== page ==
Personal Minimums — Go or No Go

By Steve Krog, EAA 173799

This story first appeared in the March 2019 issue of EAA Sport Aviation.

Several months ago, an incident occurred near our airport
that created a good deal of weekend coffee drinking and hangar flying
discussion. An aircraft bound for Hartford, Wisconsin, encountered some
difficult icing conditions and was forced down a couple miles short of the
airport. Thankfully, the pilot was unharmed, but the airplane was totaled. The
discussion led to questioning all present if they had personal minimums by
which they determined a go or no-go decision to fly.

Some of the participating pilots were familiar with and had
established personal minimums, while others really didn’t pay much attention to
establishing flight parameters. Since that Saturday afternoon discussion, I’ve
taken the opportunity to ask several pilots about personal minimums. The
responses caused me to delve into this subject further.

What exactly are personal minimums? According to the FAA,
personal minimums are an individual’s set of operating criteria, procedures,
rules, or guidelines used to assist that individual in making personal flight

The FAA preaches “know your minimums.” It does a relatively
good job in trying to get pilots to understand the importance of this phrase as
it applies to the individual’s ability to make safe flights via the acronym of
PAVE (pilot, aircraft, environment, and external pressures). Many pilots are
familiar with this acronym, but I’ve found that many more are not. Designated
examiners I’ve used are well-versed with this simple program and stress it
during the oral portion of a checkride.


P = Pilot. It is
meant for the pilot to review their readiness for the intended flight. What is
the pilot’s total experience? Recent experience? Current level of proficiency?
And legal requirements? Other concerns may include the pilot’s physical and
emotional condition prior to the flight. Is this the first time the pilot has
flown an extended cross-country? Is it the first time for mountain flight?

For example, years ago, my college flying buddy, Stephen
DeLay, and I were flying from eastern South Dakota to Southern California. The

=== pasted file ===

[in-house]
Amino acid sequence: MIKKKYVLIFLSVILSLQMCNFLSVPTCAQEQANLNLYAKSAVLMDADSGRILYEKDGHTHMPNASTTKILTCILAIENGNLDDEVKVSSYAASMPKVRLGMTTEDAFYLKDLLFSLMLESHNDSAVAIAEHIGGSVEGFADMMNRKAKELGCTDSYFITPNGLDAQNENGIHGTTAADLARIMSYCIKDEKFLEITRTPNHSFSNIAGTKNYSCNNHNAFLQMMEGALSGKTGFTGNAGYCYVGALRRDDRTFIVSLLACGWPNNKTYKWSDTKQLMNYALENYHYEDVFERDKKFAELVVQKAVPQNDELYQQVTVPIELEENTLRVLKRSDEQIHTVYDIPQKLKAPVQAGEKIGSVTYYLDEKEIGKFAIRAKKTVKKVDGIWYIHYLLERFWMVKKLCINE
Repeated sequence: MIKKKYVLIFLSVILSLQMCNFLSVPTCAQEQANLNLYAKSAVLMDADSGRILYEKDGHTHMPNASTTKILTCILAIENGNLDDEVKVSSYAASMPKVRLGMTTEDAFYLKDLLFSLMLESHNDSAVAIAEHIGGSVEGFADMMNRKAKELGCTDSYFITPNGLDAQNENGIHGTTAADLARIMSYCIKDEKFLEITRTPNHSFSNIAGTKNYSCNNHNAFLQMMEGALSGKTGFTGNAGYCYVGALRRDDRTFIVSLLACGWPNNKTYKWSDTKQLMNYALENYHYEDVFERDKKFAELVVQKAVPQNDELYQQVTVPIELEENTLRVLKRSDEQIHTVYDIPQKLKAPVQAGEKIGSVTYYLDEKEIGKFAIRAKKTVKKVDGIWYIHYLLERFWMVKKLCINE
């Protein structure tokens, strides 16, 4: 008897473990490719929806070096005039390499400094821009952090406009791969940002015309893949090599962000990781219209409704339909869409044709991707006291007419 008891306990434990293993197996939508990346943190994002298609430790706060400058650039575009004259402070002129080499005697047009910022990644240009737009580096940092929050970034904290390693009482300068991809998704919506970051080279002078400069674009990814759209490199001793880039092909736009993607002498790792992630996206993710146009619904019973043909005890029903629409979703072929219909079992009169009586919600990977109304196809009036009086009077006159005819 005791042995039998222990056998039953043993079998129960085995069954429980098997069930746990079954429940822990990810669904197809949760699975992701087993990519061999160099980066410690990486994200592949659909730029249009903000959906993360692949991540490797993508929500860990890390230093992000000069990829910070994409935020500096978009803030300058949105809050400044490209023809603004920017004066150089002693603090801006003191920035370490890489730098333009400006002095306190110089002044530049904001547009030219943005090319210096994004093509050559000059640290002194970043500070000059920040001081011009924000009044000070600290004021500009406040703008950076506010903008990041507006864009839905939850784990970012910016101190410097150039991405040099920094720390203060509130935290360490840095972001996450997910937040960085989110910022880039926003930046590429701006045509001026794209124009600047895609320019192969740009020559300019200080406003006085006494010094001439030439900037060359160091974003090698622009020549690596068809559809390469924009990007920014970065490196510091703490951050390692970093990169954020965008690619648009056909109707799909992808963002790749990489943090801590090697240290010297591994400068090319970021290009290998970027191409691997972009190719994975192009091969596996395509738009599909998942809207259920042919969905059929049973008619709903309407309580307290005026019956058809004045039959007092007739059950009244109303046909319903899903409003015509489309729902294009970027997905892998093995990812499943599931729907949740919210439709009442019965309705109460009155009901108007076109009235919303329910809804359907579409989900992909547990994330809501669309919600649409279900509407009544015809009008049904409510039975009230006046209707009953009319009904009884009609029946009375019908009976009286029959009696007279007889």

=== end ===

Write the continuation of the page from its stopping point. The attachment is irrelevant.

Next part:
first thing we did upon reaching the Rocky Mountains was land and talk to
several of the locals, including a flight instructor, to get a briefing on what
to expect and how to fly in the mountains. Our total flight time, if you added
both of our acquired hours, amounted to less than 100 hours, and all of it was
done in the flatlands. It proved to be a wise decision and gave us the
confidence and input needed to make the flight safely.

A = Aircraft.
What are the hazards or risks associated with the aircraft as they pertain to
the intended flight? What are the fuel requirements, including fuel reserve, to
make the flight? What is the overall condition of the aircraft? Is it equipped
properly and legally for the intended flight? How experienced are you, the
pilot, with this aircraft, especially if it is a rental? Have you flown it
recently? Do you understand the operation of all electronic equipment on board?

With the advances made in aircraft electronics, it is quite
easy to get into an aircraft today and only have a limited understanding of how
much of the glass panel works. This lack of understanding has been the cause of
several incidents throughout the country. If you were to take a private pilot
checkride in this aircraft today, the examiner would insist that you
demonstrate how to use all functioning onboard electronic gear installed in the

V = Environment.
Have you, the pilot, obtained a good weather briefing and understood the
potential for environmental risks along your route of flight? These risks
include knowledge of both the departure and destination airports, runway
conditions, terrain, obstacles, surrounding airspace, and most importantly, the
weather elements that may be encountered during the flight, including winds
aloft. If flying VFR, can you maintain VFR conditions throughout the length of
the flight?

What if the temperature and dew point at your destination
indicate a 2-degree separation and there is a stationary front within a few
miles of your destination airport? The planned arrival is expected to be just
before sunset. Do you go or not go?

Based on my experience working with students nearly every
day, as well as conducting a number of flight reviews, weather is the most
misunderstood portion of the equation for determining whether or not to fly.
Yes, most everyone can identify cloud formations from the NASA charts, or
demonstrate to the examiner how cold or warm fronts are depicted on weather
charts, but understanding what these fronts do to affect weather along the